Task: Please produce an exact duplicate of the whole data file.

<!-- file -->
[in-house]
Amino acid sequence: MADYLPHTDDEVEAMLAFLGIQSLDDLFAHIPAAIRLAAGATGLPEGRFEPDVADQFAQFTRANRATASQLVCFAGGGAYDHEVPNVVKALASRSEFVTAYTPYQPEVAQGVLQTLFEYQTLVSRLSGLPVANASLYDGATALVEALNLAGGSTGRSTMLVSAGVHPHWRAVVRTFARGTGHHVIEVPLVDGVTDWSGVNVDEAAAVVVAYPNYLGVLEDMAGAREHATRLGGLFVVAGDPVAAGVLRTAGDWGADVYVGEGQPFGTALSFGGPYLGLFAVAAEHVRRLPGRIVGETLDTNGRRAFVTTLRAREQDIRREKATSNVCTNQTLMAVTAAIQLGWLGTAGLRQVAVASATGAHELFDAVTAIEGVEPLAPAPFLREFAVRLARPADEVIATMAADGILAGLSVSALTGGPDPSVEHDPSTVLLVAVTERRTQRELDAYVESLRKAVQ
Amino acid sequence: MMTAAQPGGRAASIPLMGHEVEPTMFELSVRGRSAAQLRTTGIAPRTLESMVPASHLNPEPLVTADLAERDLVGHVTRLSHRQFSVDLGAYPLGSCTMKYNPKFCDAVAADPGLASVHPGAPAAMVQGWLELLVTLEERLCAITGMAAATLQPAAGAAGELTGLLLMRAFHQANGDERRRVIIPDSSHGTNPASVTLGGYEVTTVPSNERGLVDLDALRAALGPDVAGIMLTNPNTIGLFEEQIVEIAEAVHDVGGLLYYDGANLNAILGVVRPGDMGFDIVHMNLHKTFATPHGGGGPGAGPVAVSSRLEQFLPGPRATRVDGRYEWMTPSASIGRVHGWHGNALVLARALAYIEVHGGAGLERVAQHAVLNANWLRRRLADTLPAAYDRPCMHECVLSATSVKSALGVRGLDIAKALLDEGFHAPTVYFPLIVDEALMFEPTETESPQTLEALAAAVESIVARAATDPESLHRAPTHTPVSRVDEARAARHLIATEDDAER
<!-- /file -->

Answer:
[in-house]
Amino acid sequence: MADYLPHTDDEVEAMLAFLGIQSLDDLFAHIPAAIRLAAGATGLPEGRFEPDVADQFAQFTRANRATASQLVCFAGGGAYDHEVPNVVKALASRSEFVTAYTPYQPEVAQGVLQTLFEYQTLVSRLSGLPVANASLYDGATALVEALNLAGGSTGRSTMLVSAGVHPHWRAVVRTFARGTGHHVIEVPLVDGVTDWSGVNVDEAAAVVVAYPNYLGVLEDMAGAREHATRLGGLFVVAGDPVAAGVLRTAGDWGADVYVGEGQPFGTALSFGGPYLGLFAVAAEHVRRLPGRIVGETLDTNGRRAFVTTLRAREQDIRREKATSNVCTNQTLMAVTAAIQLGWLGTAGLRQVAVASATGAHELFDAVTAIEGVEPLAPAPFLREFAVRLARPADEVIATMAADGILAGLSVSALTGGPDPSVEHDPSTVLLVAVTERRTQRELDAYVESLRKAVQ
Amino acid sequence: MMTAAQPGGRAASIPLMGHEVEPTMFELSVRGRSAAQLRTTGIAPRTLESMVPASHLNPEPLVTADLAERDLVGHVTRLSHRQFSVDLGAYPLGSCTMKYNPKFCDAVAADPGLASVHPGAPAAMVQGWLELLVTLEERLCAITGMAAATLQPAAGAAGELTGLLLMRAFHQANGDERRRVIIPDSSHGTNPASVTLGGYEVTTVPSNERGLVDLDALRAALGPDVAGIMLTNPNTIGLFEEQIVEIAEAVHDVGGLLYYDGANLNAILGVVRPGDMGFDIVHMNLHKTFATPHGGGGPGAGPVAVSSRLEQFLPGPRATRVDGRYEWMTPSASIGRVHGWHGNALVLARALAYIEVHGGAGLERVAQHAVLNANWLRRRLADTLPAAYDRPCMHECVLSATSVKSALGVRGLDIAKALLDEGFHAPTVYFPLIVDEALMFEPTETESPQTLEALAAAVESIVARAATDPESLHRAPTHTPVSRVDEARAARHLIATEDDAER